Zach Mandelblatt
By Zach Mandelblatt | SEM | December 10, 2013

The Importance of Having (& Using!) Conversion Tracking Part 2

Different Types Of Conversions

 

In my last post, I called out anyone who isn’t tracking conversions, as well as anyone who is tracking conversions but never use the data to improve their account.  If I’ve inspired you to join or renew your faith in the church of conversions, welcome! The next step is to define exactly what a conversion is for your website and to figure out how to track it.

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Welcome to the PPC Church Of Conversions

First, let me define “conversion”.  A conversion is the desired outcome from a website visit.  There are three basic types of conversions: lead generation, e-commerce, and branding.  This week I’m only going to talk about lead gen and e-commerce conversion tracking.   Next week we’ll discuss branding and some more complex goal tracking options in Google Analytics!Lead Generation ConversionLead generation conversions are pretty simple: a conversion means that a visitor to your site has turned into a lead.  If you are trying to get someone to fill out a form, call a phone number, engage in an online chat, or any of a number of similar actions, you’re working in this category of conversions. The question any lead-gen-based website should be asking itself is, “how much am I willing to pay to get a conversion?”  Once you know the answer to that question and you have conversion tracking working properly, advertising decisions are easy. The conversion data will tell you how much you spent to generate a lead at the campaign, ad group, and even keyword level.Provided that you or someone you know/employ can access your website’s back-end, setting up lead gen conversion tracking for form fill-outs can also be quite easy.  All of the major advertising platforms (Google AdWords, BingAds, etc.) generate tracking code that’s easily pasted into your website’s code.  That tracking code registers a conversion in the conversions column of that platform’s dashboard.  You can usually generate this code in the “Tools” tab of the platform you are using (in AdWords, for example, click the green “Tools and Analysis” tab, then “Conversions”).  Paste the code onto whichever page your would-be customer sees after they have converted (for example, the “Thank You” page website visitors see after they fill out a form).Tracking phone calls can be a bit trickier.  Although Google would like you to think that you can track calls within AdWords, all they actually track are calls directly from AdWords Call Extensions.  If they visit your website and call the number listed, AdWords can’t track that.We do offer a call tracking solution that tells us when any traffic source leads to a phone call .  Below you’ll see an example of the call data we can gather. We can pipe this data back into AdWords and see exactly which keywords led to each phone call and how much was spent to generate it.  This information allows an advertiser to cut waste and funnel more resources towards the highest ROI keywords.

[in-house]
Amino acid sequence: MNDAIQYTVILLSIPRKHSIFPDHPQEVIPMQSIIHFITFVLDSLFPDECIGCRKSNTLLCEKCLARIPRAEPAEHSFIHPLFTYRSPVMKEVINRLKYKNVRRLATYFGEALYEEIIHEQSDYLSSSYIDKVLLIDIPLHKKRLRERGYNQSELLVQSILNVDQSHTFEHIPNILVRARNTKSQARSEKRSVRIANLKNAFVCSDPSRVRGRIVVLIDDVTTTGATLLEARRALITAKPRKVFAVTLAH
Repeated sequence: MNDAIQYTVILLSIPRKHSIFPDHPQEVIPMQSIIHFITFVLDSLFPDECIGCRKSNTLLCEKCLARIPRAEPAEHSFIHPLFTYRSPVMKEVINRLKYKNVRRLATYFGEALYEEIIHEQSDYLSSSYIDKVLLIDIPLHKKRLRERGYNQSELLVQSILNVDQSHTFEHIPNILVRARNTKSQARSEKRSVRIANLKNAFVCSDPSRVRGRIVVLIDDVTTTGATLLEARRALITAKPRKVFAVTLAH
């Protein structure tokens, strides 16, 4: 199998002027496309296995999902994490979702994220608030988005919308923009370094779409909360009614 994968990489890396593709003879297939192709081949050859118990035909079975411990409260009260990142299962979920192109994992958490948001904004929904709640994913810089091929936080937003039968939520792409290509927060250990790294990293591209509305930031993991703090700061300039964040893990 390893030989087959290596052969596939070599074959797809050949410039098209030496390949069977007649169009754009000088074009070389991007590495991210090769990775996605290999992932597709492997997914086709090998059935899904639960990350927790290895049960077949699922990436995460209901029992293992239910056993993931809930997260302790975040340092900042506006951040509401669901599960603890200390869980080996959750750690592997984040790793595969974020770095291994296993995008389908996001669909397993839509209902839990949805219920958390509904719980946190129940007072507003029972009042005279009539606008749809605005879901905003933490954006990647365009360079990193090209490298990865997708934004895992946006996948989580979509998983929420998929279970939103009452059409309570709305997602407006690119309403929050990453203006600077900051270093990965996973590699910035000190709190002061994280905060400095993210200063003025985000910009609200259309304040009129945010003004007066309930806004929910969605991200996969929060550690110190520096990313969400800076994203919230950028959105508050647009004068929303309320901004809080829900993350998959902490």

call data
Call tracking telling us exactly which keywords led to which phone call
If a conversion for you is a phone call or a form fill-out, track both!  But, what happens if a phone call is worth more than a form fill-out or vice versa?  The answer here is to assign a conversion value during the goal creation process.  During the conversion creation process, there is an optional step where you can assign a dollar value to a conversion. Is a phone call is twice as valuable as a form fill-out?  Assign the form fill-out a value of ten and the phone call a value of twenty!  Then you can look at total conversion value when making decisions about keyword bidding, taking into account the phone call’s higher value.